As a business’s bandwidth requirements increase, the next step up is DS3, which is 672 times faster than DS0 and thus transmits 672 voice conversations (or the equivalent in other data) at once. Today’s primary DS3 users are high-traffic Web sites, supply chain networks, data intensive applications (think multi-media including video conferencing), medium to large Web-hosting companies, WISP network grids, medical centers, call centers, universities, and government offices for example.

In short, DS3s are typically used today by many mid-large businesses, as well as Telecommunications carriers for routing traffic throughout their own networks.

DS3 lines, also called T3 lines, are becoming more and more common in company networks today. Their high capacity (45Mb) makes them sought-after as the backbone of today’s Internet. Also, DS3 lines are more complex than T1 - technically, they run 28 T1 lines alongside one another, and that takes extra equipment and software to work properly. But even that is easier and cheaper in today's world compared to a short time ago.

DS3 bandwidth can be a combination of multiple T1 services, or a single service type (such as access from an ISP). DS3s, by definition, are a copper-based service, but more and more frequently, Telecommunications Carriers have expanded their fiber optic systems closer to the end user, and DS3-level customers are their highest priority. As such, a large percentage of DS3 circuits are actually all-fiber, but with a DS3 interface point on the light-wave terminating equipment. In other words DS3s can be provisioned over SONET-based optical systems.

Not long ago DS3 lines were not cheap. However, DS3 bandwidth prices are dropping as ever-more users need DS3 and competition in this market rises.

Here's a tip .... businesses that don’t need constant DS3-level bandwidth should consider a “burstable” connection, which involves sharing DS3 access with another company or companies through the DS3 provider. This gives access to extremely high transmission rates for much less than the cost of a full DS3 set-up, because the companies sharing the burstable connection don’t usually combine to use all the bandwidth at the same time.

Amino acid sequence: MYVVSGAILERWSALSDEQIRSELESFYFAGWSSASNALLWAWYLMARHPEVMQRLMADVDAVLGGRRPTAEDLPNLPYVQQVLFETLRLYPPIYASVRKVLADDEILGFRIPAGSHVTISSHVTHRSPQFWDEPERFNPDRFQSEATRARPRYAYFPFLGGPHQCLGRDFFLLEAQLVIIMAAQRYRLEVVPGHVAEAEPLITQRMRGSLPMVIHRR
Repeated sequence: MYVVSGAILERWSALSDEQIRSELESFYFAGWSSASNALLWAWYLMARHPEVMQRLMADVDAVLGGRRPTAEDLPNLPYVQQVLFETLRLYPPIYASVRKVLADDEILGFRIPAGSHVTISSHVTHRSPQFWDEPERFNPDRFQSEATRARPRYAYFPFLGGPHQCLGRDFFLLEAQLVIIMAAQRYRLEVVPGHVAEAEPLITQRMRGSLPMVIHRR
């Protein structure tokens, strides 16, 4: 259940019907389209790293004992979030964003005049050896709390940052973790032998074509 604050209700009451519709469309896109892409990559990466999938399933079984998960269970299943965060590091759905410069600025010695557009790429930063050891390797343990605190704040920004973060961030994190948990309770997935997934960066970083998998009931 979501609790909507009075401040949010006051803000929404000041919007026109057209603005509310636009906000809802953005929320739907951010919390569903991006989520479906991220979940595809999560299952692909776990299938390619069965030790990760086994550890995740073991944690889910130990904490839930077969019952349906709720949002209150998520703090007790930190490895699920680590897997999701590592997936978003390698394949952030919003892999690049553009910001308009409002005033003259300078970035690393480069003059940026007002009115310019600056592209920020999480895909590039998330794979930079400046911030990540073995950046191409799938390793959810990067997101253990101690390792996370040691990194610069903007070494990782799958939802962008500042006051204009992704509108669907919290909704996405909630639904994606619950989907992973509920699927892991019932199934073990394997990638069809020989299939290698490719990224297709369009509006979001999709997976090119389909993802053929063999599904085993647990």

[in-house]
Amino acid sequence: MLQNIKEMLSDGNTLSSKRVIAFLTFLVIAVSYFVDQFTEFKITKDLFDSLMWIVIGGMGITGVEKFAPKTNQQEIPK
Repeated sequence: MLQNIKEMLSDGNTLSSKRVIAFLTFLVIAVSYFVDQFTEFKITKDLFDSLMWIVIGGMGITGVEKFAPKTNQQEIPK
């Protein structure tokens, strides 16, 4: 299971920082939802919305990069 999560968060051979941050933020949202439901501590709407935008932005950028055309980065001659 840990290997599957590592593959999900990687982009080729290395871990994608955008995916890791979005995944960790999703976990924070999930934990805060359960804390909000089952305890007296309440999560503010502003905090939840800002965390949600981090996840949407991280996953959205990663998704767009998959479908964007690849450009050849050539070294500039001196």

Unless you are a trained Telecommunication engineer ... and most businesses don't have those ... you'll need help to determine if DS3 bandwidth is the right bandwidth solution for your voice/data newtork requirements. That can be a risky task without such assistance ... plus more than a little scary.

But you don't need to stress over that effort. To help navigate that minefield and reach the other end unscathed and confident you are doing the right thing .... I strongly recommend taking advantage of the NO COST support provided by DS3 Bandwidth Solution.

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Wednesday, July 15, 2009

The Facts About DS3 Bandwidth

What is DS3 Bandwidth?

DS3 is a Telecom term for "Digital System 3" .... which represents a 45MB circuit that is carried by 4 copper wires (or via fiber and converted back to copper at the customer site) .... and can support a wide range of services to include voice, data, and video. Through multiplexing, this single DS3 network can carry a combination of many types of services into a single circuit, reducing monthly access costs.

How and Where DS3s are Used?

The DS3's bandwidth is very large. Being a high capacity circuit, a DS3 is typically used by Telephone companies and large business users that require more than a DS1 (T1 or 1.544Mb) of connectivity. In terms of capacity, a DS3 is equal to 28 DS1s (T1s) of capacity. Due to equipment multiplexing limitations, most business users that need more than a few T1s of capacity opt for the next "level" of service as a DS3, because access costs on NxT1 vs. a DS3 will typically break-even at about 4 T1s (6mb). Once the DS3 facility is leased, adding T1 capacity requires very little lead-time, and no additional monthly cost for the access facility.